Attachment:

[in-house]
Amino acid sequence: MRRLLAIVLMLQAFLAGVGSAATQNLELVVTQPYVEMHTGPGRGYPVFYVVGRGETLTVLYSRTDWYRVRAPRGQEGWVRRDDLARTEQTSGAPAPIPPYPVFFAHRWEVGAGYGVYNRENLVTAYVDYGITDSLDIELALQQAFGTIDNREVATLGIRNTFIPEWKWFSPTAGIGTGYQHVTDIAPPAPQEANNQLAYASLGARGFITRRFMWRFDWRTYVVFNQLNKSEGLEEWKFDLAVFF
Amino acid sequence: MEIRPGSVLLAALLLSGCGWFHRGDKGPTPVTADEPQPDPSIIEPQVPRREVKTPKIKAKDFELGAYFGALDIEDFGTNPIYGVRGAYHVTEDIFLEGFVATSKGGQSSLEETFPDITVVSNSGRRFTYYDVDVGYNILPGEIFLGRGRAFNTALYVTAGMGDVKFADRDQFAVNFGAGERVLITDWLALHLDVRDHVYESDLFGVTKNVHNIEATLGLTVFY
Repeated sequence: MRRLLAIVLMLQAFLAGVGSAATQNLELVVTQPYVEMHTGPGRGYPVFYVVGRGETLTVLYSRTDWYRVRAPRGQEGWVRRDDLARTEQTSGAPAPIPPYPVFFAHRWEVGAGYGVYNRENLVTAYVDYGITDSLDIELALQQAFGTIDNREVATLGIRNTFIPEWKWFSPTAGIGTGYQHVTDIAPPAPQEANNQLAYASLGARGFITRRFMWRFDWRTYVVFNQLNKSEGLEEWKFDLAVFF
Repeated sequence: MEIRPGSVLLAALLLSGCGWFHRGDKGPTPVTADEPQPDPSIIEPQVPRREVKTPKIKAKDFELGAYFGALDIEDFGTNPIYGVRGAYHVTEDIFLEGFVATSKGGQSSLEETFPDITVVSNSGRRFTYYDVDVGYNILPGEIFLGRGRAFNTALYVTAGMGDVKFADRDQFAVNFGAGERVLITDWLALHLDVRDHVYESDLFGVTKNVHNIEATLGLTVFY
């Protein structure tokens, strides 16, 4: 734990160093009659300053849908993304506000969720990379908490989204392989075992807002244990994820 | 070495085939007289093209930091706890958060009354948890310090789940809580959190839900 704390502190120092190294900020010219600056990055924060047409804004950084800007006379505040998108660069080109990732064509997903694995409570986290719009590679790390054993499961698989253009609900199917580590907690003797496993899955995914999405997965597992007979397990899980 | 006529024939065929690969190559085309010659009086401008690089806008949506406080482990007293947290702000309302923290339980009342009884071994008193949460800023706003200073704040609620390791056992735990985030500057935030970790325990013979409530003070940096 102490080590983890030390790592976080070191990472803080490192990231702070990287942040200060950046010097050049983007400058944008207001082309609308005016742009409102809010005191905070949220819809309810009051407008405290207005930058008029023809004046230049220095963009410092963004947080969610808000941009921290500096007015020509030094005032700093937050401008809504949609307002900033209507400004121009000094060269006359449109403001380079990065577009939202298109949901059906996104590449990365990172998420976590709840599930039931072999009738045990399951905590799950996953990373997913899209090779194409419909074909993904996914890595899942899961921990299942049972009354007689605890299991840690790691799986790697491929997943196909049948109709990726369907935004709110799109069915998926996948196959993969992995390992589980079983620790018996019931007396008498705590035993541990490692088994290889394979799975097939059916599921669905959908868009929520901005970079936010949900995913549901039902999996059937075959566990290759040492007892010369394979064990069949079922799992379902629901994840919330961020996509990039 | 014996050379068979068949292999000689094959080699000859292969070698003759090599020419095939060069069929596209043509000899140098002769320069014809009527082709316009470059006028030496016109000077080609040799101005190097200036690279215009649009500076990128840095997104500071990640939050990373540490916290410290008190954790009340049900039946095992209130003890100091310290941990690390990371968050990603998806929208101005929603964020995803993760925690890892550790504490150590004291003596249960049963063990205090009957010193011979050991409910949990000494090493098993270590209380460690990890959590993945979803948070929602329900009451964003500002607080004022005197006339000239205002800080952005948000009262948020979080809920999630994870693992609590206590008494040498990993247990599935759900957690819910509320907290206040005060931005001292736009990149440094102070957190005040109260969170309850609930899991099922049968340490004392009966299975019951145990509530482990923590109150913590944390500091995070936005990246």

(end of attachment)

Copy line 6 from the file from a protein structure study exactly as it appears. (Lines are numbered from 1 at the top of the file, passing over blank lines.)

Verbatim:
């Protein structure tokens, strides 16, 4: 734990160093009659300053849908993304506000969720990379908490989204392989075992807002244990994820 | 070495085939007289093209930091706890958060009354948890310090789940809580959190839900 704390502190120092190294900020010219600056990055924060047409804004950084800007006379505040998108660069080109990732064509997903694995409570986290719009590679790390054993499961698989253009609900199917580590907690003797496993899955995914999405997965597992007979397990899980 | 006529024939065929690969190559085309010659009086401008690089806008949506406080482990007293947290702000309302923290339980009342009884071994008193949460800023706003200073704040609620390791056992735990985030500057935030970790325990013979409530003070940096 102490080590983890030390790592976080070191990472803080490192990231702070990287942040200060950046010097050049983007400058944008207001082309609308005016742009409102809010005191905070949220819809309810009051407008405290207005930058008029023809004046230049220095963009410092963004947080969610808000941009921290500096007015020509030094005032700093937050401008809504949609307002900033209507400004121009000094060269006359449109403001380079990065577009939202298109949901059906996104590449990365990172998420976590709840599930039931072999009738045990399951905590799950996953990373997913899209090779194409419909074909993904996914890595899942899961921990299942049972009354007689605890299991840690790691799986790697491929997943196909049948109709990726369907935004709110799109069915998926996948196959993969992995390992589980079983620790018996019931007396008498705590035993541990490692088994290889394979799975097939059916599921669905959908868009929520901005970079936010949900995913549901039902999996059937075959566990290759040492007892010369394979064990069949079922799992379902629901994840919330961020996509990039 | 014996050379068979068949292999000689094959080699000859292969070698003759090599020419095939060069069929596209043509000899140098002769320069014809009527082709316009470059006028030496016109000077080609040799101005190097200036690279215009649009500076990128840095997104500071990640939050990373540490916290410290008190954790009340049900039946095992209130003890100091310290941990690390990371968050990603998806929208101005929603964020995803993760925690890892550790504490150590004291003596249960049963063990205090009957010193011979050991409910949990000494090493098993270590209380460690990890959590993945979803948070929602329900009451964003500002607080004022005197006339000239205002800080952005948000009262948020979080809920999630994870693992609590206590008494040498990993247990599935759900957690819910509320907290206040005060931005001292736009990149440094102070957190005040109260969170309850609930899991099922049968340490004392009966299975019951145990509530482990923590109150913590944390500091995070936005990246």